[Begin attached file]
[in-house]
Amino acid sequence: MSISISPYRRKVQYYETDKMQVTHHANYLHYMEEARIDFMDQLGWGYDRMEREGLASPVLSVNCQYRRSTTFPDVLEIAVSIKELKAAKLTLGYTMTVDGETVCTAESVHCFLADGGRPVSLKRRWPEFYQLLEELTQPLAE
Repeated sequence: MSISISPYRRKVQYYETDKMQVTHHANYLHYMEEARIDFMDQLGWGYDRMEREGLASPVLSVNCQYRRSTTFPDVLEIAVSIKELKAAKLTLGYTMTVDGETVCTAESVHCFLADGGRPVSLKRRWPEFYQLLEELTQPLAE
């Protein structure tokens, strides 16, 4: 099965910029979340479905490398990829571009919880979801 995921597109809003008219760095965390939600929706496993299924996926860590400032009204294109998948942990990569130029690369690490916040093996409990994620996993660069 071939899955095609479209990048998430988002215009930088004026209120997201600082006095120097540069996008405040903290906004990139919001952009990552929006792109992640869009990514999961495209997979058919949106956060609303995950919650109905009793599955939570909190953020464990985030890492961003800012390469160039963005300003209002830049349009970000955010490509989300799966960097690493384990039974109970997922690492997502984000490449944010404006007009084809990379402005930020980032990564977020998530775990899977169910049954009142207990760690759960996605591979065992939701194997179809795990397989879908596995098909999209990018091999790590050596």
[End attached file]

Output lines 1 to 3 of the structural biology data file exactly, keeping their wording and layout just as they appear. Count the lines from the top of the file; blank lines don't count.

[in-house]
Amino acid sequence: MSISISPYRRKVQYYETDKMQVTHHANYLHYMEEARIDFMDQLGWGYDRMEREGLASPVLSVNCQYRRSTTFPDVLEIAVSIKELKAAKLTLGYTMTVDGETVCTAESVHCFLADGGRPVSLKRRWPEFYQLLEELTQPLAE
Repeated sequence: MSISISPYRRKVQYYETDKMQVTHHANYLHYMEEARIDFMDQLGWGYDRMEREGLASPVLSVNCQYRRSTTFPDVLEIAVSIKELKAAKLTLGYTMTVDGETVCTAESVHCFLADGGRPVSLKRRWPEFYQLLEELTQPLAE